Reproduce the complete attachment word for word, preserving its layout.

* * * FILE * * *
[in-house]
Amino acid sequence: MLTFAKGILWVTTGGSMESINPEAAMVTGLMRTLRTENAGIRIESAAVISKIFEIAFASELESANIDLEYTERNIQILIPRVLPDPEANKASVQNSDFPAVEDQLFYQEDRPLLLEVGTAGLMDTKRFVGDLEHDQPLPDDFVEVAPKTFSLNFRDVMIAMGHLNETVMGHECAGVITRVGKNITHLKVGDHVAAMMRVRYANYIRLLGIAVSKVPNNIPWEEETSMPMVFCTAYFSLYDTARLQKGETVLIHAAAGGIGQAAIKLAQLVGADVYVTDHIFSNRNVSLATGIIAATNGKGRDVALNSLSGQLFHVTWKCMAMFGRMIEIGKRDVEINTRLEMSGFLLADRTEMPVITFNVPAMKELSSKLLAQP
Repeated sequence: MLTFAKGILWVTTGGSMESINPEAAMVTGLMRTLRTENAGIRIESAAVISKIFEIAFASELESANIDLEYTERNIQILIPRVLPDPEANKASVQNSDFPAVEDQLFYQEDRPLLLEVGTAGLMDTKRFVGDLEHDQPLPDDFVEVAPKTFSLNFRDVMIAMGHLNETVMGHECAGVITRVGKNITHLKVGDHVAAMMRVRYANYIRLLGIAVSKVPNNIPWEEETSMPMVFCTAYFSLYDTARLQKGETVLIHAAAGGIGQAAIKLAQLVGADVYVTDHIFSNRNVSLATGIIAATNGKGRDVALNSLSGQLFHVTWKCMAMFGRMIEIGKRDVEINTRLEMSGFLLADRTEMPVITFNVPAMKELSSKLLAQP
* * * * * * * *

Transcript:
[in-house]
Amino acid sequence: MLTFAKGILWVTTGGSMESINPEAAMVTGLMRTLRTENAGIRIESAAVISKIFEIAFASELESANIDLEYTERNIQILIPRVLPDPEANKASVQNSDFPAVEDQLFYQEDRPLLLEVGTAGLMDTKRFVGDLEHDQPLPDDFVEVAPKTFSLNFRDVMIAMGHLNETVMGHECAGVITRVGKNITHLKVGDHVAAMMRVRYANYIRLLGIAVSKVPNNIPWEEETSMPMVFCTAYFSLYDTARLQKGETVLIHAAAGGIGQAAIKLAQLVGADVYVTDHIFSNRNVSLATGIIAATNGKGRDVALNSLSGQLFHVTWKCMAMFGRMIEIGKRDVEINTRLEMSGFLLADRTEMPVITFNVPAMKELSSKLLAQP
Repeated sequence: MLTFAKGILWVTTGGSMESINPEAAMVTGLMRTLRTENAGIRIESAAVISKIFEIAFASELESANIDLEYTERNIQILIPRVLPDPEANKASVQNSDFPAVEDQLFYQEDRPLLLEVGTAGLMDTKRFVGDLEHDQPLPDDFVEVAPKTFSLNFRDVMIAMGHLNETVMGHECAGVITRVGKNITHLKVGDHVAAMMRVRYANYIRLLGIAVSKVPNNIPWEEETSMPMVFCTAYFSLYDTARLQKGETVLIHAAAGGIGQAAIKLAQLVGADVYVTDHIFSNRNVSLATGIIAATNGKGRDVALNSLSGQLFHVTWKCMAMFGRMIEIGKRDVEINTRLEMSGFLLADRTEMPVITFNVPAMKELSSKLLAQP